There are, however, the wise men and superior persons of former times who have clarified sage learning and apprehended the method of cultivating the mind-and-heart. There are the diagrams and treatises by which they showed others the gate through which to enter the Tao and the foundation for accu­mulating virtue; these circulate in our times, shining forth like the sun and stars. Now then, I venture to bring these forward and present them to Your Majesty that they might substitute in the role played by the recitations of the Minister of Works and the inscriptions on the utensils of the Emperors and Rulers of old, hoping that by borrowing from the past there might be profit for the future.

Therefore I have selected from these materials the most outstanding; this furnished seven [diagrams]. [In treating the saying], "The mind combines and governs the nature and the feelings," I have used the diagram of Ch'eng [Fu-hsin] and added to it two small diagrams of my own.12 As for the other three diagrams,13 although I myself made them, their words, their meaning, their categories and their arrangement are derived entirely from the wise men of earlier times and are not my creation. Combined, these make up ten diagrams on sage learn­ing; to each diagram I have also presumed to add my own in­adequate explanation. I reverently submit this draft I have made.

I wrote this personally while I was shivering with cold and hampered by illness; my sight is not good and my hand is unsteady. Thus the writing is not neat and precise, the lines not even, and the characters are not uniform. If nonetheless Your Majesty does not reject it, I hope he will send this copy to the Bureau of the Royal Lectures to be minutely examined and have

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the mistakes corrected, then have a calligrapher make a good final copy and have it sent to the proper office to be made into a screen to be placed where Your Majesty spends his quiet leisure. And perhaps another copy might be made in a smaller format as a handbook which Your Majesty might always keep on his desk.14 Thus whether looking up or down, to the side or back, there will always be matter for Your Majesty to reflect upon and be cautioned by; for one whose earnest intent is your loyal service there could be no greater joy than this.

There are however, points which have not been com­pletely explained. I beg leave to expound them further.

Mencius said, "The office of the mind is thinking; if one thinks, one will apprehend [what is proper]; if one does not think, he will not apprehend it. "15 And Chi Tzu (Kija) in setting forth the Grand Plan for King Wu said in a similar vein, "Thought means wisdom; wisdom makes one a sage."16 Indeed, the mind is embodied in the heart and is perfectly empty, per­fectly spiritual;17 principle (li)18 is manifest in diagrams and writ­ings; it is perfectly evident, perfectly true and real. If with a mind that is perfectly empty and perfectly spiritual one seeks principle that is perfectly evident and perfectly true and real, there rightly should be no failure in apprehending it. Thus as for thinking and so apprehending [what is proper], or being wise and so becoming a sage, how can there be any lack that would prevent one's actually experiencing this in our own times? Nevertheless, although the mind is empty and spiritual, if it is lacking the proper self-mastery, matters will present themselves and not be thought out. And even though principle is evident, true, and real, if one does not perceptively attend to it, though it is constantly right before one's eyes he will not see it. This applies likewise to these diagrams; Your Majesty cannot be neg­ligent in thinking them out thoroughly.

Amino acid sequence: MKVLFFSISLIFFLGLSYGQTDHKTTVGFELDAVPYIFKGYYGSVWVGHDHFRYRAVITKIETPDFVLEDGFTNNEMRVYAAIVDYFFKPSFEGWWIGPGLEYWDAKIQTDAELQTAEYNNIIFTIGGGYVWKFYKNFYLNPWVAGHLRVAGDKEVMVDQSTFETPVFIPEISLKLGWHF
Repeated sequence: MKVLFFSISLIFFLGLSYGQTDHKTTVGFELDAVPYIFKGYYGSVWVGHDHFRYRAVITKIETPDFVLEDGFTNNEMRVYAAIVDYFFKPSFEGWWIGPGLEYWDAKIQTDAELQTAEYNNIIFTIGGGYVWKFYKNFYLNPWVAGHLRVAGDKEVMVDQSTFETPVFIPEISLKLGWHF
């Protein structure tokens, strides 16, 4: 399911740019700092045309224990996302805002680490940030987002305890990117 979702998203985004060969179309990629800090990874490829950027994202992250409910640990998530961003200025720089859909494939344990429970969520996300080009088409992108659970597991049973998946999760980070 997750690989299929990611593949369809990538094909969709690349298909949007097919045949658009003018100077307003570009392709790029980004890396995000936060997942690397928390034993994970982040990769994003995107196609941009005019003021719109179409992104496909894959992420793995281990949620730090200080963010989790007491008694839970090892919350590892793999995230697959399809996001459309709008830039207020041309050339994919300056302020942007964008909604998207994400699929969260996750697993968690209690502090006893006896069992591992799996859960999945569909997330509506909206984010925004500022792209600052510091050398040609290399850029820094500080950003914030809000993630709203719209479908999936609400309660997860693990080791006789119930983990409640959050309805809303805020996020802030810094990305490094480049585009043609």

There is also the saying of Confucius, "He who learns but does not think is lost; he who thinks but does not learn is

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endangered."19 To learn means to make oneself thoroughly versed in a matter and actually put it into practice. For in the kind of learning pursued in the school of the Sages, if one does not seek it out in his own mind-and-heart he will be blind and not accomplish his objective; therefore it is absolutely necessary to think it out in order to fully comprehend even the most subtle aspects of the matter. If one does not make himself thoroughly versed in a matter, he will be endangered and not at ease; therefore it is absolutely necessary to learn in order to carry it out in actual practice. Thus thinking and learning mutually advance and mutually complement one another. My humble hope is that Your Majesty will deeply understand this principle. First of all, one must establish a firm intention [to pursue learn­ing] with the thought, "What sort of man was [the sage] Shun? What sort of man am I? If I try, I too can be as he was [for he too was an ordinary human being],"20 and with a surge of strength vigorously apply oneself to both [thinking and learning].

And it is by the constant practice of mindfulness (kyŏng, ching) that one combines thought and learning; it is the single, consistent thread which runs through the states of both activity and quiet, that whereby one may harmonize and unify his inner [dispositions] and outward [activity], making that which is manifest one with that which is subtly latent.21 As for how one is to do this, he must preserve [the proper dispositions of] the mind by exercising strict composure and quiet recollection, and exhaustively investigate principle through study, inquiry, and the exercise of thought and discernment. "Before one is seen or heard [by others] is the time for one's heedfulness and caution to be all the more strict, all the more mindful; when one is in a hidden, secluded, solitary place is the time for one's self-examination to be all the more minute, all the more exact.22 If one takes up one diagram for consideration, he should entirely focus his attention on that diagram, as if he did not know there were any others; if one takes up one matter for practice, he